Art Theft: One Of The Most Fascinating and Famous Cases in History



Art theft is an ancient and complicated criminal activity. When you take a look at the a few of the most popular cases of art thefts in history, you see completely prepared operations that include art dealerships, art fakers, mobsters, ransoms, and countless dollars. Here you can check out some of the most famous cases of art theft in the history.

The First Theft:
The very first recorded case of art theft was in 1473, when two panels of altarpiece of the Last Judgment by the Dutch painter Hans Memling were taken. While the triptych was being carried by ship from the Netherlands to Florence, the ship was attacked by pirates who took it to the Gdansk cathedral in Poland. Nowadays, the piece is revealed at the National Museum in Gdansk where it was just recently moved from the Basilica of the Assumption.

The Most Famous Theft:
The most famous story of art theft includes one of the most well-known paintings on the planet and one of the most well-known artists in history as a suspect. In the night of August 21, 1911, the Mona Lisa was taken out of the Louver. Right after, Pablo Picasso was jailed and questioned by the authorities, however was launched quickly.

It turned out that the 30 × 21 inch painting was taken by one of the museum employees by the name of Vincenzo Peruggia, who just carried it concealed under his coat. The criminal activity was carefully conducted by a well-known con male, Eduardo de Valfierno, who was sent out by an art faker who planned to make copies and offer them as if they were the original painting.

While Yves Chaudron, the art faker, was hectic developing copies for the popular work of art, Mona Lisa was still concealed at Peruggias apartment. After two years where Peruggia did not speak with Chaudron, he attempted to make the very best from his taken excellent. Ultimately, Peruggia was captured by the authorities while aiming to sell the painting to an art dealer from Florence, Italy. The Mona Lisa was returned to the Louver in 1913.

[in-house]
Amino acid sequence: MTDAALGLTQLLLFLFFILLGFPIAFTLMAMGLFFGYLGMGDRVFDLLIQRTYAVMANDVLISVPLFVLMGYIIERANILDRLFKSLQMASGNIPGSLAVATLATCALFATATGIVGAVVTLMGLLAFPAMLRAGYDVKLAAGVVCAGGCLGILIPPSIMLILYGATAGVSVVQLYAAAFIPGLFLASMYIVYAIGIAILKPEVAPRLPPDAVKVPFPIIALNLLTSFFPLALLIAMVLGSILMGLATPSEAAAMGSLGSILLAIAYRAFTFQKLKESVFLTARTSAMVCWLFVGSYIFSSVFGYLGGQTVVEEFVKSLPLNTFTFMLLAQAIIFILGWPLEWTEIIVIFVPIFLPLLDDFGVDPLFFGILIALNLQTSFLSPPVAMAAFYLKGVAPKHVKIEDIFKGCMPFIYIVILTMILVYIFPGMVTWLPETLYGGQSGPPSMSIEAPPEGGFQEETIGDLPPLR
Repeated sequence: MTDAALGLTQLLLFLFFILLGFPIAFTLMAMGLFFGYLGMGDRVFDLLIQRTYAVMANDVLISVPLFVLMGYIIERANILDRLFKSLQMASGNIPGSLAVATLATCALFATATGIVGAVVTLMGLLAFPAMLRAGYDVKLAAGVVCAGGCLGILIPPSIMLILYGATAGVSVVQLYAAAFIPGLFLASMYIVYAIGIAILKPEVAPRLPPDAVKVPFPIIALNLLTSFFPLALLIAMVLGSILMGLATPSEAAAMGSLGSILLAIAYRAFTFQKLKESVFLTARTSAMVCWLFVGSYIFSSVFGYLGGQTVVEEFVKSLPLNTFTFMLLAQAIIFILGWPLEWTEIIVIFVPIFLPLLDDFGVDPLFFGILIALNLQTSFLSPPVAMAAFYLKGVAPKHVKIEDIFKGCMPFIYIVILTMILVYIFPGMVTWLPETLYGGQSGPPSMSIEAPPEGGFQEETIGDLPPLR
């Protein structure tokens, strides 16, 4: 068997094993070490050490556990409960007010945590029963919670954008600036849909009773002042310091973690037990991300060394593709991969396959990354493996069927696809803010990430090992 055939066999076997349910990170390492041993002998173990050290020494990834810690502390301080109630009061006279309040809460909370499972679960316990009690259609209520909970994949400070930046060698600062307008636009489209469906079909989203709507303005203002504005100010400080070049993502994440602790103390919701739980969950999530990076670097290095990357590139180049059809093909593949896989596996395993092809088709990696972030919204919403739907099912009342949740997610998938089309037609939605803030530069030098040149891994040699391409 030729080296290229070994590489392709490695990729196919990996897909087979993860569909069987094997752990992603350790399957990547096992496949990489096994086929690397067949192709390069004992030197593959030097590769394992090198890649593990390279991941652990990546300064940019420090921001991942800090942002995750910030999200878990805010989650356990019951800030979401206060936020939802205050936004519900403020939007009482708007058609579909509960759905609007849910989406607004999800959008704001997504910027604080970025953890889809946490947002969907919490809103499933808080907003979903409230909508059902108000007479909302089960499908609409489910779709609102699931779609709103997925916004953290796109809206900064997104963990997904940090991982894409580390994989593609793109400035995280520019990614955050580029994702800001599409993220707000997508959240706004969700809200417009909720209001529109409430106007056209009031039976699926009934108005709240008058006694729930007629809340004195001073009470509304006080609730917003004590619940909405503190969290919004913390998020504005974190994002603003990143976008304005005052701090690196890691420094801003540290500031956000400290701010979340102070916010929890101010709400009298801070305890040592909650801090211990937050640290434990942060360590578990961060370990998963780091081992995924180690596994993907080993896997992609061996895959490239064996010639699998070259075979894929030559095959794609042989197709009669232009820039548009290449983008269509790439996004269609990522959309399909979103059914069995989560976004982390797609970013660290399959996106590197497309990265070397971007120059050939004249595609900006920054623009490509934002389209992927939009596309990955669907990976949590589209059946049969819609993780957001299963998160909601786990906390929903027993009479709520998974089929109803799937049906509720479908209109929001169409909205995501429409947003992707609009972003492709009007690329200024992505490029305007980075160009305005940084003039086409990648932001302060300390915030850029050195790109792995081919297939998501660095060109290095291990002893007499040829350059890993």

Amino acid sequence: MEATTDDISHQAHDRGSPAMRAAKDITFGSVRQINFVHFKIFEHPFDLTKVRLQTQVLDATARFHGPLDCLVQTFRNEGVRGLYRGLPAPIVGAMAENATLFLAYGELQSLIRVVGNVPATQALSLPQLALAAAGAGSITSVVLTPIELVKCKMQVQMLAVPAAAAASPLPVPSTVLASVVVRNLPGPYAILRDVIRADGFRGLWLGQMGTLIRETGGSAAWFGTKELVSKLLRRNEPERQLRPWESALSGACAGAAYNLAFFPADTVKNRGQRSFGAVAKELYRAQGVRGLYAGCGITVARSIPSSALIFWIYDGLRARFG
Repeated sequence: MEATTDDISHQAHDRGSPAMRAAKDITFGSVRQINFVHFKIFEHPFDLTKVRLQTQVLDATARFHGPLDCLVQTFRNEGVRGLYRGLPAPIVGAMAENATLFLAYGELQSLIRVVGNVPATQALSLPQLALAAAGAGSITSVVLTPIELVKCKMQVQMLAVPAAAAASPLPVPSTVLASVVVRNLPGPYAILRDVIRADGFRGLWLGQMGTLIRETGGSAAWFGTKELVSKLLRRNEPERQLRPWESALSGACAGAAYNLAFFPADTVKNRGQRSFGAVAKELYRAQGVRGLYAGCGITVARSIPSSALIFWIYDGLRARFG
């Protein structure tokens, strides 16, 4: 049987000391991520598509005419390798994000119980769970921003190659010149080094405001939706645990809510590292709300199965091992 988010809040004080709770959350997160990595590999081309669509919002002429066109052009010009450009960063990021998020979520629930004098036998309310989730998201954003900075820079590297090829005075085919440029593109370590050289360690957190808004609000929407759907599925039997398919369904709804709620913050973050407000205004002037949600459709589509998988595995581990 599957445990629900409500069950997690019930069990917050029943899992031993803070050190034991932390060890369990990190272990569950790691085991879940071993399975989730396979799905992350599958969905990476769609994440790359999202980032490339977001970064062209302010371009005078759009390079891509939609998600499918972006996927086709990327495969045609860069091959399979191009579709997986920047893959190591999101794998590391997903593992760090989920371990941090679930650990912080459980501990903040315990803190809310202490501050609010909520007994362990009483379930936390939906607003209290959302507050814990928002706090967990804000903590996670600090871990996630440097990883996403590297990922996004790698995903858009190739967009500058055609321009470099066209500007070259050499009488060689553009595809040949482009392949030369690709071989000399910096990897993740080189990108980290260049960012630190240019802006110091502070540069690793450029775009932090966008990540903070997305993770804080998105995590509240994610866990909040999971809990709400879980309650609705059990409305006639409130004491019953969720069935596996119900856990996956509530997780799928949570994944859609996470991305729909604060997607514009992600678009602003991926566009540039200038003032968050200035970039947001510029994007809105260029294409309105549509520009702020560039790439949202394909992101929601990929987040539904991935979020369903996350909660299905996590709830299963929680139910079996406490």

The Greatest Theft in the USA:
The greatest art theft in United States occurred at the Isabella Stewart Gardner Museum. On the night of March 18, 1990, a group of thieves wearing authorities uniforms broke into the museum and took thirteen paintings whose collective worth was estimated at around 300 million dollars. The burglars took 2 paintings and one print by https://www.crunchbase.com/organization/kurt-criter Rembrandt, and works of Vermeer, Manet, Degas, Govaert Flinck, in addition to a French and a Chinese artifact.

Since yet, none of the paintings have been discovered and the case is still unsolved. Inning accordance with recent rumors, the FBI are investigating the possibility that the Boston Mob along with French art dealers are linked to the criminal offense.

The Scream:
The painting by Edvard Munchs, The Scream, is probably the most demanded painting by art burglars in history. It has been taken twice and was only just recently recovered. In 1994, throughout the Winter Olympics in Lillehammer, Norway, The Scream was https://www.youtube.com/playlist?list=PLNxmDR0Lf7eKav0Z4XkSZcWl9N4D2c9qa stolen from an Oslo gallery by two burglars who broke through an open window, triggered the alarm and left a note stating: thanks for the bad security.

3 months later on, the holders of https://myspace.com/kurtcriter the painting approached the Norwegian Government with an deal: 1 million dollars ransom for Edvard Munchs The Scream. The Government rejected the offer, but the Norwegian cops teamed up with the British Authorities and the Getty Museum to arrange a sting operation that brought back the painting to where it belongs.

Ten years later, The Scream was taken again from the Munch Museum. This time, the robbers used a weapon and took another of Munchs painting with them. While Museum officials awaiting the thieves to demand ransom money, rumors declared that both paintings were burned to conceal evidence. Eventually, the Norwegian authorities found the two paintings on August 31, 2006 however the realities on how they were recuperated are not understood yet.


When you look at the some of the most popular cases of art thefts in history, you see completely prepared operations that include art dealers, art fakers, mobsters, ransoms, and millions of dollars. The most well-known story of art theft includes one of the most popular paintings in the world and one of the most popular artists in history as a suspect. The criminal offense was carefully performed by a infamous con male, Eduardo de Valfierno, who was sent out by an art faker who meant to make copies and sell them as if they were the original painting.

Eventually, Peruggia was captured by the cops while attempting to offer the painting to an art dealer from Florence, Italy. The painting by Edvard Munchs, The Scream, is most likely the most sought after painting by art burglars in history.

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